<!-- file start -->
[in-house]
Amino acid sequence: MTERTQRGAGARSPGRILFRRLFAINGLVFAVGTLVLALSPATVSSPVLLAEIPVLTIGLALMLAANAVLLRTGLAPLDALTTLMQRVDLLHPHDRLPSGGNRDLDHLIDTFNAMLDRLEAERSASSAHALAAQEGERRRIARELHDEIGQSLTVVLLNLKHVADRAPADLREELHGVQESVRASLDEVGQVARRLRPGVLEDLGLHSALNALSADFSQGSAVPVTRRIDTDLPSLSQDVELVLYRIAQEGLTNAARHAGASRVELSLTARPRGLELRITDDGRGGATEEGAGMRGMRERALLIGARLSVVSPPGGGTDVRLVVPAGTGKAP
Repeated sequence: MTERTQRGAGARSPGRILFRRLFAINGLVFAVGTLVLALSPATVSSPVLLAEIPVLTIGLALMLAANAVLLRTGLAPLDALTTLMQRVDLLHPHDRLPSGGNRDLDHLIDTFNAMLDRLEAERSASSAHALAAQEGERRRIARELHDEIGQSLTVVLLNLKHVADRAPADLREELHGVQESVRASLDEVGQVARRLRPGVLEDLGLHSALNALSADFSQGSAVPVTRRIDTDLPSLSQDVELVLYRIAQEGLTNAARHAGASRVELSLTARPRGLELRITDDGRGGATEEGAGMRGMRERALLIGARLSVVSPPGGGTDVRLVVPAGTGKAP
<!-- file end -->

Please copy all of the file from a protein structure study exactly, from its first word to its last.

[in-house]
Amino acid sequence: MTERTQRGAGARSPGRILFRRLFAINGLVFAVGTLVLALSPATVSSPVLLAEIPVLTIGLALMLAANAVLLRTGLAPLDALTTLMQRVDLLHPHDRLPSGGNRDLDHLIDTFNAMLDRLEAERSASSAHALAAQEGERRRIARELHDEIGQSLTVVLLNLKHVADRAPADLREELHGVQESVRASLDEVGQVARRLRPGVLEDLGLHSALNALSADFSQGSAVPVTRRIDTDLPSLSQDVELVLYRIAQEGLTNAARHAGASRVELSLTARPRGLELRITDDGRGGATEEGAGMRGMRERALLIGARLSVVSPPGGGTDVRLVVPAGTGKAP
Repeated sequence: MTERTQRGAGARSPGRILFRRLFAINGLVFAVGTLVLALSPATVSSPVLLAEIPVLTIGLALMLAANAVLLRTGLAPLDALTTLMQRVDLLHPHDRLPSGGNRDLDHLIDTFNAMLDRLEAERSASSAHALAAQEGERRRIARELHDEIGQSLTVVLLNLKHVADRAPADLREELHGVQESVRASLDEVGQVARRLRPGVLEDLGLHSALNALSADFSQGSAVPVTRRIDTDLPSLSQDVELVLYRIAQEGLTNAARHAGASRVELSLTARPRGLELRITDDGRGGATEEGAGMRGMRERALLIGARLSVVSPPGGGTDVRLVVPAGTGKAP